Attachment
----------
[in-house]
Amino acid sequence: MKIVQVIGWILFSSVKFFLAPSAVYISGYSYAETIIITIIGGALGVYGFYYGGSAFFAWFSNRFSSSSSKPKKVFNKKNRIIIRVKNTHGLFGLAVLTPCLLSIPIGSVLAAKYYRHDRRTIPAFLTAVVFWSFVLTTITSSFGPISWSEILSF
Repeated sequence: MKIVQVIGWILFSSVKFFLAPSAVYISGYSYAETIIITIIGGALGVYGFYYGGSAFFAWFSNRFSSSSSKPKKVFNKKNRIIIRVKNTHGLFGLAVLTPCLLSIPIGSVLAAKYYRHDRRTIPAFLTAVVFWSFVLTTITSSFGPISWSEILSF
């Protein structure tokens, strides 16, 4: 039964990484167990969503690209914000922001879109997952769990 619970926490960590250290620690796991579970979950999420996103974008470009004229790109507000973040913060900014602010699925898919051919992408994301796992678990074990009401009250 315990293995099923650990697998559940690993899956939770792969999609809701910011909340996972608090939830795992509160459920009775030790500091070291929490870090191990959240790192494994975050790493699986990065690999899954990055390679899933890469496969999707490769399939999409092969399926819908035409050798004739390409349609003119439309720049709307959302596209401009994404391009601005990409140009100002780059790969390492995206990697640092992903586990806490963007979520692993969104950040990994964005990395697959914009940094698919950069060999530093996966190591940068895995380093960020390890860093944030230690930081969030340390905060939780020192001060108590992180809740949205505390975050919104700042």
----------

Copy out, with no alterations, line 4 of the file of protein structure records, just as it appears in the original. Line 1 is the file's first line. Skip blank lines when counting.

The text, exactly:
């Protein structure tokens, strides 16, 4: 039964990484167990969503690209914000922001879109997952769990 619970926490960590250290620690796991579970979950999420996103974008470009004229790109507000973040913060900014602010699925898919051919992408994301796992678990074990009401009250 315990293995099923650990697998559940690993899956939770792969999609809701910011909340996972608090939830795992509160459920009775030790500091070291929490870090191990959240790192494994975050790493699986990065690999899954990055390679899933890469496969999707490769399939999409092969399926819908035409050798004739390409349609003119439309720049709307959302596209401009994404391009601005990409140009100002780059790969390492995206990697640092992903586990806490963007979520692993969104950040990994964005990395697959914009940094698919950069060999530093996966190591940068895995380093960020390890860093944030230690930081969030340390905060939780020192001060108590992180809740949205505390975050919104700042």